Improved bone health

Regularly participating in resistance based exercise helps to maintain peak bone mass and avoid the onset of osteoporosis.

From the age of 30, bone mass starts to decline. Women have a greater risk of developing osteoporosis and from the age of 40 can expect to lose approximately 0.5 – 1% of their bone mass per year. Post menopause this increases to a 2% reduction in bone density per year. Resistance Training can help to maintain bone density and delay this degenerative process.

Getting Started

Possibly the most important thing to get started with resistance training is building your motivation to exercise. A one-off session here and there of any activity isn't going to do a lot of good.

So choose a plan that is accessible and easy to follow, without requiring a huge time commitment. Our personal trainer's Home Workout Plan is a great place to start.

If you are a newbie to Resistance Training, you may want to consider getting some advice and instruction from one of the following:

  • Your Doctor – if you have any health complaints
  • A Fitness Instructor
  • A Personal Trainer
  • Your Physiotherapist

Planning and Progressing Your Training Program

  • Warm up with 10 minutes of cardiovascular exercise such as walking, jogging, cycling or skipping - gradually increasing in intensity.
  • For the most effective total body workouts, include exercises that work all of the major muscle groups i.e. legs, back, chest, shoulders arms and core.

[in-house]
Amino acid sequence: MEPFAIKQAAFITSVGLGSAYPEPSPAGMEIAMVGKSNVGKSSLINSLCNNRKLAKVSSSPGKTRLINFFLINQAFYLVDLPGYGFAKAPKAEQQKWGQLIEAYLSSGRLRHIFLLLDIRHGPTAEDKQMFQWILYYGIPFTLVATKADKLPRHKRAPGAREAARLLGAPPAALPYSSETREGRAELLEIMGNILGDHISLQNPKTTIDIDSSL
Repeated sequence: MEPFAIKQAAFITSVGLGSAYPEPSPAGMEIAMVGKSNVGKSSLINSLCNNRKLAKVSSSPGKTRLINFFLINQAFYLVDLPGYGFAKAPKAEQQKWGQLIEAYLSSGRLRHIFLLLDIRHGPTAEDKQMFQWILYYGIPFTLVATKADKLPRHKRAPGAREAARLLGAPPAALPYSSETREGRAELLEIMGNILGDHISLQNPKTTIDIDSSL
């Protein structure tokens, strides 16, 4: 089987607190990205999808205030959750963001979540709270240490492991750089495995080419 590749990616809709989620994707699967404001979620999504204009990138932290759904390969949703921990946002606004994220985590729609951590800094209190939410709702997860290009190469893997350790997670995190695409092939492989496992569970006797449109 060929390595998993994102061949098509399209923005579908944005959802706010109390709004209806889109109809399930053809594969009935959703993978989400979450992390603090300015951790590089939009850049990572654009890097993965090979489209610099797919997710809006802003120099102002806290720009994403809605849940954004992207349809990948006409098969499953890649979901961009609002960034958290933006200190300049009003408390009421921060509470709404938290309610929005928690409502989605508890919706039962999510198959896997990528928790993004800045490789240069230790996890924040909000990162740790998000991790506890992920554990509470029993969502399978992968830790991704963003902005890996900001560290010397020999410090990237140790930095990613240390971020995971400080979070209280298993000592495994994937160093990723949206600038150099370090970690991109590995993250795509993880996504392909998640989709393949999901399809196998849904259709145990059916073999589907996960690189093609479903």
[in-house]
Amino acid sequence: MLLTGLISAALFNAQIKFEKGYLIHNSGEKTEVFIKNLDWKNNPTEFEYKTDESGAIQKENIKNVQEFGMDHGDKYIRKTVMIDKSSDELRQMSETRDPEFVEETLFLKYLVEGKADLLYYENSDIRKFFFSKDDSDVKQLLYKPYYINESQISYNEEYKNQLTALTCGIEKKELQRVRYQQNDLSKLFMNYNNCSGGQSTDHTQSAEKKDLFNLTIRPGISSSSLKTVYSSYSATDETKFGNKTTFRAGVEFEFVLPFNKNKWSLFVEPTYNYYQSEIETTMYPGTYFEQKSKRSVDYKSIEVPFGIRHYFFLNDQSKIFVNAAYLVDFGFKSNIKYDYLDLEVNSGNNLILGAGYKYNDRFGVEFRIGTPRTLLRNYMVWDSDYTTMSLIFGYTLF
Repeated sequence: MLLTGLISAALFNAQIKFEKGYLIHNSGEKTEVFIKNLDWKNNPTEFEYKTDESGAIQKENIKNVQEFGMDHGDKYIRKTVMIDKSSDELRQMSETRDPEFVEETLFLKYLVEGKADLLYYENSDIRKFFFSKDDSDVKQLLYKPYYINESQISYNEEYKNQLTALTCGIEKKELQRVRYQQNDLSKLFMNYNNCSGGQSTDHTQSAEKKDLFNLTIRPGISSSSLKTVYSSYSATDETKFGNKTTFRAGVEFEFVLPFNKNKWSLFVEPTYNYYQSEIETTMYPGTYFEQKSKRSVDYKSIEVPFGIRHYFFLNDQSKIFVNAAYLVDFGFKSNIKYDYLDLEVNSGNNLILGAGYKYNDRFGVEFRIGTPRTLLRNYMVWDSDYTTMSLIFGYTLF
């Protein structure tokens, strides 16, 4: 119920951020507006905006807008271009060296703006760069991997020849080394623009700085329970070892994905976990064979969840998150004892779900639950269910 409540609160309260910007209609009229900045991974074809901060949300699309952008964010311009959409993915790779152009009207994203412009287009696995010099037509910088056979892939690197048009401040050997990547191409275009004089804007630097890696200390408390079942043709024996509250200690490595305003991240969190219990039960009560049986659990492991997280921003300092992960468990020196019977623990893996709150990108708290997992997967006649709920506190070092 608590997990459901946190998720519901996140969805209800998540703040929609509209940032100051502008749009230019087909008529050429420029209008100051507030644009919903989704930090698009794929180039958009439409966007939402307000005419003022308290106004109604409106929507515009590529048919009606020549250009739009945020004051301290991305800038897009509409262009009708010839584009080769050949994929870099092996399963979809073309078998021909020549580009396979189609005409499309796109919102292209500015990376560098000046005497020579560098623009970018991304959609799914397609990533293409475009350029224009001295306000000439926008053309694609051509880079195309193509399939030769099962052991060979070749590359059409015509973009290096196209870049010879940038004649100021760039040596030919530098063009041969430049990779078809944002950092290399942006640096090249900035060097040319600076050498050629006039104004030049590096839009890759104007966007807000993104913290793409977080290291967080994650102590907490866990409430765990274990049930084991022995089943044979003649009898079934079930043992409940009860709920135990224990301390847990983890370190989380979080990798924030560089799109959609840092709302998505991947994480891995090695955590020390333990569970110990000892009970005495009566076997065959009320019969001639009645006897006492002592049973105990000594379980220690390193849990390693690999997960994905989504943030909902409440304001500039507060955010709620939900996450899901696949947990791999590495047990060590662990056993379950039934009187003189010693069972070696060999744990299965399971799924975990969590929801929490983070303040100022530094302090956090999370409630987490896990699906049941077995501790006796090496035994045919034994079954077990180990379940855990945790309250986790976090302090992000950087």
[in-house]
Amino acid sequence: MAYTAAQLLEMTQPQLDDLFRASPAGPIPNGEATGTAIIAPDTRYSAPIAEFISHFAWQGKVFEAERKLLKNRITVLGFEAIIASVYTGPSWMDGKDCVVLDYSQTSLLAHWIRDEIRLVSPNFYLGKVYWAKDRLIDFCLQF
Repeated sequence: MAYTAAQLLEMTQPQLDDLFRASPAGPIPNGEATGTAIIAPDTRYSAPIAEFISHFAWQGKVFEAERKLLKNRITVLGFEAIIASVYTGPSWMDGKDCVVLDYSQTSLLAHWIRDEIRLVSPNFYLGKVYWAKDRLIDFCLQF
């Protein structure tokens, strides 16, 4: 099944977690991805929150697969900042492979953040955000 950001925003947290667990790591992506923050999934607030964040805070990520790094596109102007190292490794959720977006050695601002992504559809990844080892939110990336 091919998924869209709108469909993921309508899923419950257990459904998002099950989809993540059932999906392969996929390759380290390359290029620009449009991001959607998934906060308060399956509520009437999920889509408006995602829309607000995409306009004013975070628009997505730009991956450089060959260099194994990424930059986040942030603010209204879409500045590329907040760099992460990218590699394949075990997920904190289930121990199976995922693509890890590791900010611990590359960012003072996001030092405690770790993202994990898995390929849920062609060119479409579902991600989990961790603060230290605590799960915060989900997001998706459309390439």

• A workout should be balanced so that opposite muscle groups get worked equally i.e. back and chest, quadriceps and hamstrings (the muscles in the front and back of the upper leg). If you neglect a muscle group whilst working the opposite muscle group you risk causing muscular imbalances within the body that could lead to postural problems or injury.
  • Start your program with exercises that work groups of muscles. i.e. the medicine ball squat works the core and the legs. The legs consist of many muscles: hamstrings, quadriceps, calves, glutes (bum muscles) etc. This type of exercise is called a compound exercise because it works many muscles.
  • Plan to complete exercises that only work one muscle at the end of the programme i.e. the Bicep Curl.
  • Warm down with another 10 minutes of cardiovascular activity slowly increasing in intensity.

Sets and Repetitions

To get the most out of your resistance program it is important to ensure that you are working out at the right intensity. Check out the guide below to work out how many sets and repetitions of each exercise you should be completing to achieve your aim.

  • Repetitions (reps): one complete movement of a certain exercise.
  • Sets: A number of reps performed in sequence, without a rest.